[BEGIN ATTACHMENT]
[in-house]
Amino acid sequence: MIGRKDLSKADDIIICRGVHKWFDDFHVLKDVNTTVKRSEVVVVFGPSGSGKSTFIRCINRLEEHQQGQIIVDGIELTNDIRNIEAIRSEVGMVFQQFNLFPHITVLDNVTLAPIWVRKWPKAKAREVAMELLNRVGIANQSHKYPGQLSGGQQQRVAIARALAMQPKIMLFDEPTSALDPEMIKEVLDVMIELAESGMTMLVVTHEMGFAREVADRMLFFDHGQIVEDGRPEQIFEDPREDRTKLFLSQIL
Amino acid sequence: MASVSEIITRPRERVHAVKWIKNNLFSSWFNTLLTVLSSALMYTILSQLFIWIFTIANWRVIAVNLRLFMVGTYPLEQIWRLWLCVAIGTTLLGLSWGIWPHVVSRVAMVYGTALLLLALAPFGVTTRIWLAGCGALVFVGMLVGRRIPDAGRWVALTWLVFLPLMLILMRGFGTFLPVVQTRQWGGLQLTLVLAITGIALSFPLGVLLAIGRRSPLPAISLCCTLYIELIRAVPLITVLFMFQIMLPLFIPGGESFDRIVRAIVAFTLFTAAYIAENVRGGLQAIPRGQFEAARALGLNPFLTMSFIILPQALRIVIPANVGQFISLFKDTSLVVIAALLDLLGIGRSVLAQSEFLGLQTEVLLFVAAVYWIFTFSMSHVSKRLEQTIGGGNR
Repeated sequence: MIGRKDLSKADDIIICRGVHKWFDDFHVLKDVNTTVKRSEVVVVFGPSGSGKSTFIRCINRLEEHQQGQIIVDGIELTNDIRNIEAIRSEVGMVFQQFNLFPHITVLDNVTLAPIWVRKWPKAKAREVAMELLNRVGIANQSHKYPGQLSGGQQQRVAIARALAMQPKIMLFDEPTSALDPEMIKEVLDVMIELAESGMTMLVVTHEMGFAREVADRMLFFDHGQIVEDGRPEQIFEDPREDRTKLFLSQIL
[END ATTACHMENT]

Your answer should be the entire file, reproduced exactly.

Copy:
[in-house]
Amino acid sequence: MIGRKDLSKADDIIICRGVHKWFDDFHVLKDVNTTVKRSEVVVVFGPSGSGKSTFIRCINRLEEHQQGQIIVDGIELTNDIRNIEAIRSEVGMVFQQFNLFPHITVLDNVTLAPIWVRKWPKAKAREVAMELLNRVGIANQSHKYPGQLSGGQQQRVAIARALAMQPKIMLFDEPTSALDPEMIKEVLDVMIELAESGMTMLVVTHEMGFAREVADRMLFFDHGQIVEDGRPEQIFEDPREDRTKLFLSQIL
Amino acid sequence: MASVSEIITRPRERVHAVKWIKNNLFSSWFNTLLTVLSSALMYTILSQLFIWIFTIANWRVIAVNLRLFMVGTYPLEQIWRLWLCVAIGTTLLGLSWGIWPHVVSRVAMVYGTALLLLALAPFGVTTRIWLAGCGALVFVGMLVGRRIPDAGRWVALTWLVFLPLMLILMRGFGTFLPVVQTRQWGGLQLTLVLAITGIALSFPLGVLLAIGRRSPLPAISLCCTLYIELIRAVPLITVLFMFQIMLPLFIPGGESFDRIVRAIVAFTLFTAAYIAENVRGGLQAIPRGQFEAARALGLNPFLTMSFIILPQALRIVIPANVGQFISLFKDTSLVVIAALLDLLGIGRSVLAQSEFLGLQTEVLLFVAAVYWIFTFSMSHVSKRLEQTIGGGNR
Repeated sequence: MIGRKDLSKADDIIICRGVHKWFDDFHVLKDVNTTVKRSEVVVVFGPSGSGKSTFIRCINRLEEHQQGQIIVDGIELTNDIRNIEAIRSEVGMVFQQFNLFPHITVLDNVTLAPIWVRKWPKAKAREVAMELLNRVGIANQSHKYPGQLSGGQQQRVAIARALAMQPKIMLFDEPTSALDPEMIKEVLDVMIELAESGMTMLVVTHEMGFAREVADRMLFFDHGQIVEDGRPEQIFEDPREDRTKLFLSQIL